Re: [GSoC] Status Reoprt: Java Project Dependency Builder
On Sat, Jun 7, 2014 at 1:08 AM, Daniel Pocock <firstname.lastname@example.org> wrote:
> On 07/06/14 09:33, Andrew Schurman wrote:
>> Hey guys,
>> Last week I was able to fetch source of artifacts which has an <scm/>
>> tag in their maven metadata. By leveraging the maven-scm-plugin, I was
>> able to get the vast support of VCSs for free. It also provides a well
>> documented interface for extension in case other VCSs come out or
>> someone is using one which is currently unsupported. I've tried to
>> make upgrading the maven-scm-plugin possible without cluttering the
>> mojo configuration using plexus configuration elements. This doesn't
>> make it impossible to change, but again, not very easy. I might want
>> to revisit this at a later time.
>> This week I started to work on actually building a checked out
>> project. My focus has been maven projects. I've been able to build
>> simple (single module) projects easily and have started to look at
>> multi-module projects. This has brought up a few issues.
>> I recall reading that packaging a maven project for debian requires
>> maven to be in offline mode during the build. I can try to emulate
>> that by dumping artifacts into a built artifact repository and use
>> that as the only repository during the build. You are still kind of
> This is a perfectly valid strategy.
>> cheating because you need an online repository to get the artifact
>> metadata in the first place, but since I've opted to fork off a maven
>> process for building, we can force offline mode there. This will
> I really feel this may need a two-phase workflow (e.g. scan deps in one
> phase, build in a second phase) and that it may be asynchronous (the
> build will not always happen immediately after the scan)
> A very simplistic strategy would involve creating some output file,
> maybe just a CSV file, listing each dependency that was not found. This
> data could also go into SQL or MongoDB or something.
That was exactly the plan once I got into more complicated maven
projects. An xml report would detail the dependencies, type and
whether it's satisfied in the repo when the plugin was ran. There
would also be a configuration element controlling artifacts which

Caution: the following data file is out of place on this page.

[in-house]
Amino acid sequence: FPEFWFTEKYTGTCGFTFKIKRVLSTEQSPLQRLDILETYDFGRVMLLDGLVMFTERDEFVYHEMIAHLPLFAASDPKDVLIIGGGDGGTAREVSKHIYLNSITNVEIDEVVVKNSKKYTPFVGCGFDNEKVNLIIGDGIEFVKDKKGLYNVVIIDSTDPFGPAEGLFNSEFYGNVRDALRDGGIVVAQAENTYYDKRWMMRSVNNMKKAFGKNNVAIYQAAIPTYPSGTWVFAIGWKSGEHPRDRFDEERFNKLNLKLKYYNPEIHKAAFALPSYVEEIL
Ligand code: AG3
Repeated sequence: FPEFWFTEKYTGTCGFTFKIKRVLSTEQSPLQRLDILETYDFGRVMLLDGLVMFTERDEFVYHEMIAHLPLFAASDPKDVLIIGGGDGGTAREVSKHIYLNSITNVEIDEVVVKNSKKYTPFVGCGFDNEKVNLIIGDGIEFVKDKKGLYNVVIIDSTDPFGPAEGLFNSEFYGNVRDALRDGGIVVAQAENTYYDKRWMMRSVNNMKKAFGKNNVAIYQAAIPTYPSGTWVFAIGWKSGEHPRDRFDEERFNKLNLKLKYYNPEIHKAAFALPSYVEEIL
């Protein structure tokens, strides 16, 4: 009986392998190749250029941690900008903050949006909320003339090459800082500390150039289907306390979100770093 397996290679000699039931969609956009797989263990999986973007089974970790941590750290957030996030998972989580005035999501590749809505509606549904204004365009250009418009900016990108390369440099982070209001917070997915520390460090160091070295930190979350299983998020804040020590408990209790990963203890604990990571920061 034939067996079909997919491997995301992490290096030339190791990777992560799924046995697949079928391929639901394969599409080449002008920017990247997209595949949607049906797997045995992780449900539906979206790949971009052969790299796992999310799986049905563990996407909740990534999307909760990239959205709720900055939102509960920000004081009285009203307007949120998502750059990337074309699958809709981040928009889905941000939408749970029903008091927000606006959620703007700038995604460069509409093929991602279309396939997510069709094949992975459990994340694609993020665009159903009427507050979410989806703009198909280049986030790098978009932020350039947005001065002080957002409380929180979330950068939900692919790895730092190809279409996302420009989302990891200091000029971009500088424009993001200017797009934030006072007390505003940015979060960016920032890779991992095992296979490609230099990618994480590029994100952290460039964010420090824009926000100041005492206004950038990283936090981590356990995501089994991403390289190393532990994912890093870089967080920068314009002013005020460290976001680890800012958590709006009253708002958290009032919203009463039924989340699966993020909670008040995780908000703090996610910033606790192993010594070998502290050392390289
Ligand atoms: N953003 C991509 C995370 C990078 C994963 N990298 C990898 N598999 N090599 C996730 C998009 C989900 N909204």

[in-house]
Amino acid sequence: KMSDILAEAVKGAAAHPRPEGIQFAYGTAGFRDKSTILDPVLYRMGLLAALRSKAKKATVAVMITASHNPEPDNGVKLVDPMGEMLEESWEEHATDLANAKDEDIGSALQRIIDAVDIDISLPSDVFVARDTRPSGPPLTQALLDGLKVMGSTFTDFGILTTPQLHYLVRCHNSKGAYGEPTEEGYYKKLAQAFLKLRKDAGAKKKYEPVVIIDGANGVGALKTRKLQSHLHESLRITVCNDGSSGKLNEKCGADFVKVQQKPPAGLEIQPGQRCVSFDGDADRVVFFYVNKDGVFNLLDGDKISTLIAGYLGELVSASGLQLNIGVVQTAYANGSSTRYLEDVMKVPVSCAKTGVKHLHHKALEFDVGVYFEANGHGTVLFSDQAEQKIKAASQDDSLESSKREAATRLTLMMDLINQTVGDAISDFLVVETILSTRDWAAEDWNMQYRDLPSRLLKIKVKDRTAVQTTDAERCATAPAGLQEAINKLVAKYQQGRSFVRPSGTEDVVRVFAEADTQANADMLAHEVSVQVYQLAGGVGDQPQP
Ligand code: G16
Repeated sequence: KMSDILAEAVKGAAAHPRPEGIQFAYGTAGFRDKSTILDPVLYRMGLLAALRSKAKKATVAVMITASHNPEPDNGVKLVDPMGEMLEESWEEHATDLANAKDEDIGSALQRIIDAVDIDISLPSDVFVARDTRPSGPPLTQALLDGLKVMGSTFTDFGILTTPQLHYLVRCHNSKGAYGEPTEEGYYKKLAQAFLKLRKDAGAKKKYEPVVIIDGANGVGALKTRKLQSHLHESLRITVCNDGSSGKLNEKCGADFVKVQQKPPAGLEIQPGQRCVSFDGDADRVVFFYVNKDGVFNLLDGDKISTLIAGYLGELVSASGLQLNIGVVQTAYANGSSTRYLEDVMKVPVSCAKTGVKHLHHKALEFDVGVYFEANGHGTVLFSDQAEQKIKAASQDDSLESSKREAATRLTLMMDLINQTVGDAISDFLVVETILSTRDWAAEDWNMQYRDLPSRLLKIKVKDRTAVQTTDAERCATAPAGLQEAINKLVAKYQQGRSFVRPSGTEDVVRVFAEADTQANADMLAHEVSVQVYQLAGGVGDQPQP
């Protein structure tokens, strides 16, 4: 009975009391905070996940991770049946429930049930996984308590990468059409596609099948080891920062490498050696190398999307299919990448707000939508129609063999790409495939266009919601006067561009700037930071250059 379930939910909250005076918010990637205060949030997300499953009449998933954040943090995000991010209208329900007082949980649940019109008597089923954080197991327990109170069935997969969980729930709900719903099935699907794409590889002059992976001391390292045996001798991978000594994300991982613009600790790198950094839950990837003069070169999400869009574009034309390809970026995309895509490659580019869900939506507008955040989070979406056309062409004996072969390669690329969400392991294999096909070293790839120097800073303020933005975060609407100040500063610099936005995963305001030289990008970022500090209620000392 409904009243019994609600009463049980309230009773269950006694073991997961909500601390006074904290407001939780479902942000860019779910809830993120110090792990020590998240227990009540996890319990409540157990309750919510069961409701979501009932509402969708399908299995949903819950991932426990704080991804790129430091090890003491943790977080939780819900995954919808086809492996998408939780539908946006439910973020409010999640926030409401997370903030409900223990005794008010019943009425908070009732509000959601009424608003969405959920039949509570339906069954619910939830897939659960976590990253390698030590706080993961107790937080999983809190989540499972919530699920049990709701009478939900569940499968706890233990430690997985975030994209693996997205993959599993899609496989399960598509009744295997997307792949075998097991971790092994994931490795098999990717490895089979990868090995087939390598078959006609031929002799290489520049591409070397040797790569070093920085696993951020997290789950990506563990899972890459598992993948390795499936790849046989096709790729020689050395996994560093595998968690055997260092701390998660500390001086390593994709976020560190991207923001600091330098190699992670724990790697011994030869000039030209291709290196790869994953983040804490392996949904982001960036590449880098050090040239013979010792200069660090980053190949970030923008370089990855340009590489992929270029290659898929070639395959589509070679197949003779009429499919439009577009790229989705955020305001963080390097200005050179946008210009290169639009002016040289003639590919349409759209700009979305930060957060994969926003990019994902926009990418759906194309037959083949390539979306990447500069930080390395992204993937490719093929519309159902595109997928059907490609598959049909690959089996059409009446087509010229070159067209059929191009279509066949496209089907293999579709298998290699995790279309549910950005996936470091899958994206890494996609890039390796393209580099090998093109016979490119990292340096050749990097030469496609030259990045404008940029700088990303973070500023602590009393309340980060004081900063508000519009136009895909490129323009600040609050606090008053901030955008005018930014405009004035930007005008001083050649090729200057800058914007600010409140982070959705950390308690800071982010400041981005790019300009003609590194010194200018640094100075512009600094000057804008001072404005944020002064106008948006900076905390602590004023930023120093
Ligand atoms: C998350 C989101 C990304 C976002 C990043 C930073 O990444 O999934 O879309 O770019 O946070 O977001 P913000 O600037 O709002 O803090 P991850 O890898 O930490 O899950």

would be skipped and copied to the output repository.
>> require all dependencies, which includes parent poms, dependencies,
>> plugins and their dependencies to be built before the project can be
>> built. We can't rely on just dependencies and parent poms because one
>> of the plugins or maybe even one of the plugin dependencies could be
>> in the reactor, or a proper dependency that should be built. This begs
>> the question of where to stop as plugins will inevitably depend on
>> My goal for next week, although is a little ambitious considering what
>> is left for building maven projects, is to look at ant projects and
>> see if I can come up with a good way to determine which way to build.
>> I think ant should always take preference if there is a build.xml file
>> regardless of a pom.xml file. I also forsee problems determining the
>> jar file which represents the built artifact. I could simply diff the
>> tree before and after the build to find new jars, but this doesn't
>> help if there are 2 or more jars built for the project. It really
>> doesn't help that ant doesn't have the same standards for building
>> that maven does. I may need project specific commands to locate the
>> artifact in question.
> You could fetch the corresponding binary artifact from the Central
> repository and scan the list of classes and compare that to the list of
> classes in each built JAR. This is just an approximation but it is
> probably good for over 90% of projects.
> For some projects you will need to patch their pom file or build.xml or
> whatever and it would be ideal if you forked their Git repository and
> created your changes on a branch.
> If the project is in an SVN repo, you will probably need my sync2git script:
> Please have a look at the issues in github too, #2 is quite easy:
Instead of cloning the entire history, what if we just take a snapshot
of the files at that particular version? It will save us from
translating between VCSs. We could do something different for git, but
I think doing the same thing for everything would make things easier.